|Title||Seed source affects establishment and survival for three grassland species sown into reciprocal common gardens|
|Publication Type||Journal Article|
|Year of Publication||2012|
|Authors||Carter, DL, Blair, JM|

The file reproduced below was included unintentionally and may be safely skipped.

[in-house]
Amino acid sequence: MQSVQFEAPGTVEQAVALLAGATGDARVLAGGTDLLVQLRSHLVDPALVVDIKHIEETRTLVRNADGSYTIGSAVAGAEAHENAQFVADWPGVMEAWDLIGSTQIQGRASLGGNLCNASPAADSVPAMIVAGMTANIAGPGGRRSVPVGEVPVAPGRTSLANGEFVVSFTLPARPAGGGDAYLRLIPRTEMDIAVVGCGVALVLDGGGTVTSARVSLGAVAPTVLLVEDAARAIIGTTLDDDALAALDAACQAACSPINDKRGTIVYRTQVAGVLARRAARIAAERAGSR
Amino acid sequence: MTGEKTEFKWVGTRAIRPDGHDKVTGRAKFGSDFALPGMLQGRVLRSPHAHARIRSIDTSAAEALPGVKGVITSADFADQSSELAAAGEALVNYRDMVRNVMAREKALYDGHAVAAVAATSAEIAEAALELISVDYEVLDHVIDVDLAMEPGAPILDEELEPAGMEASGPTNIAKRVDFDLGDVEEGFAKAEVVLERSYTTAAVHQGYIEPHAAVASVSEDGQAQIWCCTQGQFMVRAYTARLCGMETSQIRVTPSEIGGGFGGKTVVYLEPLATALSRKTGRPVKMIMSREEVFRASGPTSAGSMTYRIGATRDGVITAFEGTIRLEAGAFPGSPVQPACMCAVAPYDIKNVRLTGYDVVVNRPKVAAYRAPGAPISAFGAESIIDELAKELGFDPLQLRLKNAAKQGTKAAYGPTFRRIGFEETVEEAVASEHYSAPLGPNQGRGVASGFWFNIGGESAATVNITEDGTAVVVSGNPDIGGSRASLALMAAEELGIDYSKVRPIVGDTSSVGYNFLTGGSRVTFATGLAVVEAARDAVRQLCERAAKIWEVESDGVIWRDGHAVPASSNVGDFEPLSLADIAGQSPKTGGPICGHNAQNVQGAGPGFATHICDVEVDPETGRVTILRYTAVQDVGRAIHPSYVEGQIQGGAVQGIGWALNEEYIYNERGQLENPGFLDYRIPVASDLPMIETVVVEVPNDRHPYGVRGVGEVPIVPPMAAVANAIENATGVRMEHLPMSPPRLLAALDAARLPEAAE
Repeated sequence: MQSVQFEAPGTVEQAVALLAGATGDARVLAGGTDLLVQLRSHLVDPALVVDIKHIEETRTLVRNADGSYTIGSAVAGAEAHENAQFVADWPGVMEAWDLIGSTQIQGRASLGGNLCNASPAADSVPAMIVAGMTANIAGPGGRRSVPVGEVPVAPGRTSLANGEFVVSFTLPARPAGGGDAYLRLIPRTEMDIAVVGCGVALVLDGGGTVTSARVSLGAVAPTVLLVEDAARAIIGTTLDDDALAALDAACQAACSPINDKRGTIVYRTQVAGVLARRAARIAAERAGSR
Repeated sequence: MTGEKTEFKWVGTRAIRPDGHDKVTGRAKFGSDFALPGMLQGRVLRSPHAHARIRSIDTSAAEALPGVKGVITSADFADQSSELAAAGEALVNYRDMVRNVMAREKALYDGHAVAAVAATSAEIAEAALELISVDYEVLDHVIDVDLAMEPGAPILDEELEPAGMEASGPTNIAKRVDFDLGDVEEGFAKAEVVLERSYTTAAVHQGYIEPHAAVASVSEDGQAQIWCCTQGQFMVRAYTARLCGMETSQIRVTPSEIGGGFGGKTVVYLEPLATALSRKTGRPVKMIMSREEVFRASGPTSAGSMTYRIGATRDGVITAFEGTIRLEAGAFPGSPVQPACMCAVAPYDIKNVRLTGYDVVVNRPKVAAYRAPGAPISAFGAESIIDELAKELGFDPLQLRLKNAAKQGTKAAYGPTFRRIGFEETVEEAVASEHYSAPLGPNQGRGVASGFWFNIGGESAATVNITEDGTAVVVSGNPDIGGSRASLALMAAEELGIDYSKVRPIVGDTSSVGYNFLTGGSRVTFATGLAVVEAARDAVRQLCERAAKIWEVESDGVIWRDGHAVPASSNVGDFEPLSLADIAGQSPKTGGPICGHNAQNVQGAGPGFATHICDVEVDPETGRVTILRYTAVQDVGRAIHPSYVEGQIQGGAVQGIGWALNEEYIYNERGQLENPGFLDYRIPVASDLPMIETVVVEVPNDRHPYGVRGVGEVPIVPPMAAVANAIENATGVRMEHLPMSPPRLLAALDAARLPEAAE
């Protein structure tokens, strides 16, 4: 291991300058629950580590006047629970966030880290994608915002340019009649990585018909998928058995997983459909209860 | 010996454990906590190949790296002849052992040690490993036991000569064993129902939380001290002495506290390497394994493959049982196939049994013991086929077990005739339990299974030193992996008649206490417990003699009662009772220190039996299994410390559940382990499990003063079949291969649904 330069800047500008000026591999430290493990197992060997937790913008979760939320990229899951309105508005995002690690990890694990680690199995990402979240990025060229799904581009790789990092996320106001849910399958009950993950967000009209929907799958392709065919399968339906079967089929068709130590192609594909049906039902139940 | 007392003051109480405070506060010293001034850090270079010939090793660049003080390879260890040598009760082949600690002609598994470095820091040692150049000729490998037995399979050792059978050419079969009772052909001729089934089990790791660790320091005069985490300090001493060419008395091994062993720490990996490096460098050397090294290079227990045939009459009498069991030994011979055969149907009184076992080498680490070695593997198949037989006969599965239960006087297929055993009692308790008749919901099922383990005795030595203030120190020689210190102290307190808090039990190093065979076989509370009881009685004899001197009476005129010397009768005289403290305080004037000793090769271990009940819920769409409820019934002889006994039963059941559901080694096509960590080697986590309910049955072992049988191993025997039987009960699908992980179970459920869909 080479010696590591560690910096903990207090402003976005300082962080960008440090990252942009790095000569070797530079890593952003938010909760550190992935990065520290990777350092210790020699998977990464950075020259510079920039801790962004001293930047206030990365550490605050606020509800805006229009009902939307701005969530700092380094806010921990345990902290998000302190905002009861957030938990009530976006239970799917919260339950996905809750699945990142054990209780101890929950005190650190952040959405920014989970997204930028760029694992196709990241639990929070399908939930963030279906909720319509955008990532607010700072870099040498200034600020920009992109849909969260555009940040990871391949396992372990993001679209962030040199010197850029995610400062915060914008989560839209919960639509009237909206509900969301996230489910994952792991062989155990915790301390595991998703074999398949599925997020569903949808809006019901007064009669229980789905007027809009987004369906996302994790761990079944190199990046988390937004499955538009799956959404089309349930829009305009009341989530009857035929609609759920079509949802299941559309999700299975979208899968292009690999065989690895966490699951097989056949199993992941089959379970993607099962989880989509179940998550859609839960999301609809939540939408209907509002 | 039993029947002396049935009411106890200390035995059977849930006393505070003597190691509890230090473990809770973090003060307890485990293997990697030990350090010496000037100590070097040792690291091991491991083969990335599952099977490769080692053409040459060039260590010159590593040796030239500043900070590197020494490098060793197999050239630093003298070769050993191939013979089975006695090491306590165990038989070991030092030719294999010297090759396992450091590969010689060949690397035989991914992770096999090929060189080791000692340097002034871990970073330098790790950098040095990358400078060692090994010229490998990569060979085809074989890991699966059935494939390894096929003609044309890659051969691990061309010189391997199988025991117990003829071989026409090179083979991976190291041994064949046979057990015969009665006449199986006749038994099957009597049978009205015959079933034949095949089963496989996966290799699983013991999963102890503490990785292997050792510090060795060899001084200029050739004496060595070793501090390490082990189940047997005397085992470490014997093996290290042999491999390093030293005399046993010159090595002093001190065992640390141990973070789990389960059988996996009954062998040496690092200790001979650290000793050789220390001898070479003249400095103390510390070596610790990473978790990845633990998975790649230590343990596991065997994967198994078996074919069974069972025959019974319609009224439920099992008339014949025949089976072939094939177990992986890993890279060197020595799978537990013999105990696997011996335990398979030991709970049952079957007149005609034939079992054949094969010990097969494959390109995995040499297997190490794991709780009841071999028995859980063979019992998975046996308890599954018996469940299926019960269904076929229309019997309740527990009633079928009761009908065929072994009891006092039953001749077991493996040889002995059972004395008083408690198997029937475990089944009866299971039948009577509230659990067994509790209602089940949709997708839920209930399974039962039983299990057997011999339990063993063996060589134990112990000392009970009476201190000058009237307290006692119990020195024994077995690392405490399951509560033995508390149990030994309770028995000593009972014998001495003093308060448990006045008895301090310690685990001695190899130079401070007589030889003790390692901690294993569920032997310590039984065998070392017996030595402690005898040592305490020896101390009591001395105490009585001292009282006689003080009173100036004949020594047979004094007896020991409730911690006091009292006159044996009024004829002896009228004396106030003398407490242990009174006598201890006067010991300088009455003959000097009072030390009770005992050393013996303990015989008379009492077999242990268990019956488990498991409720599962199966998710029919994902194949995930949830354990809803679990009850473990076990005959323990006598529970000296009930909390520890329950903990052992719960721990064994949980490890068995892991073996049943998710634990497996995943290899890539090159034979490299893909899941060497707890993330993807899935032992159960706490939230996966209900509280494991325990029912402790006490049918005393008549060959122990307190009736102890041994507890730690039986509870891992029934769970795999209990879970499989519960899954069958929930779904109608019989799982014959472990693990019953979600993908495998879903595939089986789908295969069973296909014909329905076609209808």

The source of plant material can affect the successful establishment and subsequent survival of plant species in restoration. Sometimes a local advantage is assumed or advocated, but research to date is equivocal on the relative success of local versus non-local plant sources in restoration. Global change, which is altering environmental conditions broadly and within local sites, raises additional questions regarding whether local sources will consistently perform best in the future. We investigated the effects of seed source (local vs. non-local) on the performance of three grassland species across variable environments using reciprocal common gardens in three states (Nebraska, Kansas, and Oklahoma). In order to mimic the restoration of grassland vegetation from seed under realistic conditions where species interact with one-another during establishment, we focused on three species (Elymus canadensis, Oligoneuron rigidum, and Sorghastrum nutans) that were seeded together into communities with nine additional grassland species, simultaneously and identically manipulating source for all species. Both common garden site and seed source affected initial (first year) establishment in terms of density and survival, but responses differed among seed sources and were not consistent among species. No seed source, including local, had a consistent advantage. Effects of seed source on initial density, in addition to survival, suggest that experiments utilizing transplants might miss important effects of seed source on establishment and that the relative performance of different sources within a single site or that of any one species across sites cannot be easily generalized.